ONE HUNDRED twenty Bahá’í singers from twenty-five countries flew into India this month and sang in chorus on stage. The result: an experience that dazzled with the expressive majesty of the divine word, the ethnic sophistication of Ravi Shankar’s melody, and the effervescent power of the choral voice.
Collectively known as the The Voices of Bahá, the choir performed from 16-26 June in five cities with noted Indian singers Ashit and Hema Desai. Under American composer Tom Price’s leadership, the concert made history: it marked the choir’s debut in India and the first choral performance of Mr. Shankar’s compositions for the Bahá’í House of Worship (also known as the Lotus Temple) in New Delhi since they were last sung during the temple’s 1986 opening.
Not wanting to miss this history-making event, I attended the Mumbai show on 18 June and the New Delhi one last night (26 June). The venues were two of India’s finest destinations: the National Centre for the Performing Arts (NCPA) on the shores of the Arabian Sea in south Mumbai, and the Bahá’í House of Worship on the hills of Bahapur in south New Delhi. Extraordinary art, after all, deserves such extraordinary exhibit spaces.
At the NCPA, the Jamshed Bhabha Theatre turned full house with well-heeled theatre patrons and Bahá’ís from Mumbai and Pune. I wanted to see the audience reaction: Mumbai, for all its fame as India’s premier cosmopolitan hub, does not have a strong tradition for choral music. The crowd reaction delighted me. From the vigorous applause that greeted Mr. Price’s introductions to the reverential hush that heeded every song, it was clear that the audience loved The Voices of Bahá, and how. The show, though, was not without a hitch: microphone issues hindered the singers from projecting effectively into the cavernous hall. Thankfully, as the show progressed, the setbacks failed to overwhelm the effusive harmony of voice and instrument, words and music. And when the crescendos of “Allahumma” and “O Bahá’u’lláh” hit the rafters and the audience cheered blazingly, I knew that the evening created a miracle.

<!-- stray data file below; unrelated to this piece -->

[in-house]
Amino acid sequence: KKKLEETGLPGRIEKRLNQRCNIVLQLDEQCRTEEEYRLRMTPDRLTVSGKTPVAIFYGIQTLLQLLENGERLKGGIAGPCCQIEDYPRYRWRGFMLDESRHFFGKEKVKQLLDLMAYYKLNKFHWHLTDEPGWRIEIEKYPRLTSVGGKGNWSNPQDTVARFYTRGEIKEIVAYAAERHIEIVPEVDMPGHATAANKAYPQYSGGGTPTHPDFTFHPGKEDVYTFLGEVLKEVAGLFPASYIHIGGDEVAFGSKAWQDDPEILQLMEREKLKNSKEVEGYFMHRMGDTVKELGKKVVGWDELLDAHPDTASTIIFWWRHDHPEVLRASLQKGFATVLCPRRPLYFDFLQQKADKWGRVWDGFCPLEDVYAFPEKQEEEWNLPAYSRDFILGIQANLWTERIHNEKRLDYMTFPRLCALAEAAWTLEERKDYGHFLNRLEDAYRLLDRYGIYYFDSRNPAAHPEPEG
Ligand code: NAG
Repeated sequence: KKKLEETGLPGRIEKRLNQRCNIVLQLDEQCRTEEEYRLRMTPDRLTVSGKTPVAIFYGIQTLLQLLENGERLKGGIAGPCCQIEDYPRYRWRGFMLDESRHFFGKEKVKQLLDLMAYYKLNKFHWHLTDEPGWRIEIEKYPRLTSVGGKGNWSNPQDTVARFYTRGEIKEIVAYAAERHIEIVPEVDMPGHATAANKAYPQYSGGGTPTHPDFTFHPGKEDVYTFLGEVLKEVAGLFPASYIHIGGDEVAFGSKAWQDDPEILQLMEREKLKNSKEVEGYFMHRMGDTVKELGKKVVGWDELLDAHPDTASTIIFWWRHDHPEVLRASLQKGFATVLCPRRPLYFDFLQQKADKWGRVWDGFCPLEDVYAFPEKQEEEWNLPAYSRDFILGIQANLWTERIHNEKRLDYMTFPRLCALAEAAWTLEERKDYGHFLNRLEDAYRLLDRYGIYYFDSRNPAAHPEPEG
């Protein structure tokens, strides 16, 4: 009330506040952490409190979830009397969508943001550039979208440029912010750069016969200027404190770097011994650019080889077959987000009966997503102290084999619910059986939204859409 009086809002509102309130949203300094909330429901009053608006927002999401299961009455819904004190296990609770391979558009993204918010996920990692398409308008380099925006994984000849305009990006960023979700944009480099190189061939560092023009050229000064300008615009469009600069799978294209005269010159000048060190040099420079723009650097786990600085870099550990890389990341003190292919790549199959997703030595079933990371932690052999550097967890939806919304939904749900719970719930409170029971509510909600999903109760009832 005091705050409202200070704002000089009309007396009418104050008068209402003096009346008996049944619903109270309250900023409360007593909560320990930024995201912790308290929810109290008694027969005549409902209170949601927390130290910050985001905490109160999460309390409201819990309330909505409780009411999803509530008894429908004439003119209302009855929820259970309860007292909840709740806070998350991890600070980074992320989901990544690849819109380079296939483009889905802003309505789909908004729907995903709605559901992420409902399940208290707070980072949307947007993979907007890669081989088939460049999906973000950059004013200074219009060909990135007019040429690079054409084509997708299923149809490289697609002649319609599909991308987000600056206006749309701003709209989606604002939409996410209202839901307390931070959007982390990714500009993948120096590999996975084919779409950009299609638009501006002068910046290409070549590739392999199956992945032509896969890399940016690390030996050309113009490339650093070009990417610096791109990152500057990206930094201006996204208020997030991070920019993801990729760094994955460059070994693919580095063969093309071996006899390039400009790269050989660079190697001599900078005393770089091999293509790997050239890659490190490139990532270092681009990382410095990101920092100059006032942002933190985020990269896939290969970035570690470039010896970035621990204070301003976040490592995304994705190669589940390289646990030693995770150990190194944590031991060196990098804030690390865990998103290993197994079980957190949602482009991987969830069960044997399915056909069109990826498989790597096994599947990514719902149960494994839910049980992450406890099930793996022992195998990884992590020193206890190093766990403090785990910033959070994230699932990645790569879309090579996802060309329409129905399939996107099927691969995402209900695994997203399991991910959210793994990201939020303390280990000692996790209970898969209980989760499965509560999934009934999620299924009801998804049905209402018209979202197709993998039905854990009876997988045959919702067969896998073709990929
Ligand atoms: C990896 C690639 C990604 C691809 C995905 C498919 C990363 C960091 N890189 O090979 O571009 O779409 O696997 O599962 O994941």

While the Mumbai show was spirited, the Delhi show was spiritual. Basking in the glow of the choir’s music were rural villagers and urban denizens, seated together in the temple’s solemn prayer hall. I sat with Bahá’ís from Bahrain and Bengaluru, and saw a couple of Sikhs in their turbans. We were a diverse audience, and we were silent: this was, after all, a prayer hall. Even Mr. Price’s song introductions in Mumbai were replaced with recitations of sacred Bahá’í text.
The House of Worship was the perfect showcase for The Voices of Bahá, a logical, closing-night ending for a road tour that tightened the group’s harmonies, deepened their confidence, and sharpened their longing to come face-to-face (or voice-to-voice) with the temple of their Faith in Asia. As the evening passed, the marble walls resonated with full-bodied harmonic echoes and shimmered with warm yellow lights. The effect seemed too perfect for this world. I will always remember this as the one night in India that The Voices of Bahá turned into an evening of splendor.